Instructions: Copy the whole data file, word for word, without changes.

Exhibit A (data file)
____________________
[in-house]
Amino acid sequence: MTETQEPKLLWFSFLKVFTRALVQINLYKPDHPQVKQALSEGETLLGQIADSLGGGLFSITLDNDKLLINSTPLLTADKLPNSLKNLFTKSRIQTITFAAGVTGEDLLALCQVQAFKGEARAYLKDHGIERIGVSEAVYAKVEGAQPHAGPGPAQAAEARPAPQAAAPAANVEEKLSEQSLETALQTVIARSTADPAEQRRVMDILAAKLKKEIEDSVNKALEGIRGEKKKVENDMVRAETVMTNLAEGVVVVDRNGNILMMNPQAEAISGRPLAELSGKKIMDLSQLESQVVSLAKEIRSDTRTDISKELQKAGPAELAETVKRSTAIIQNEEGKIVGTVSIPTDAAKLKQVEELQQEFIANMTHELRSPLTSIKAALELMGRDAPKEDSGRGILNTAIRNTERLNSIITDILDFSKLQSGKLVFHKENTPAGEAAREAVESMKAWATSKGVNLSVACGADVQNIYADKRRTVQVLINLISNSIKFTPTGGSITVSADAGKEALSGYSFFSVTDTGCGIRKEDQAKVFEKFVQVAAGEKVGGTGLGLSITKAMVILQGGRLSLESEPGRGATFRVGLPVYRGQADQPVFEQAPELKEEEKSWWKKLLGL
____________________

[in-house]
Amino acid sequence: MTETQEPKLLWFSFLKVFTRALVQINLYKPDHPQVKQALSEGETLLGQIADSLGGGLFSITLDNDKLLINSTPLLTADKLPNSLKNLFTKSRIQTITFAAGVTGEDLLALCQVQAFKGEARAYLKDHGIERIGVSEAVYAKVEGAQPHAGPGPAQAAEARPAPQAAAPAANVEEKLSEQSLETALQTVIARSTADPAEQRRVMDILAAKLKKEIEDSVNKALEGIRGEKKKVENDMVRAETVMTNLAEGVVVVDRNGNILMMNPQAEAISGRPLAELSGKKIMDLSQLESQVVSLAKEIRSDTRTDISKELQKAGPAELAETVKRSTAIIQNEEGKIVGTVSIPTDAAKLKQVEELQQEFIANMTHELRSPLTSIKAALELMGRDAPKEDSGRGILNTAIRNTERLNSIITDILDFSKLQSGKLVFHKENTPAGEAAREAVESMKAWATSKGVNLSVACGADVQNIYADKRRTVQVLINLISNSIKFTPTGGSITVSADAGKEALSGYSFFSVTDTGCGIRKEDQAKVFEKFVQVAAGEKVGGTGLGLSITKAMVILQGGRLSLESEPGRGATFRVGLPVYRGQADQPVFEQAPELKEEEKSWWKKLLGL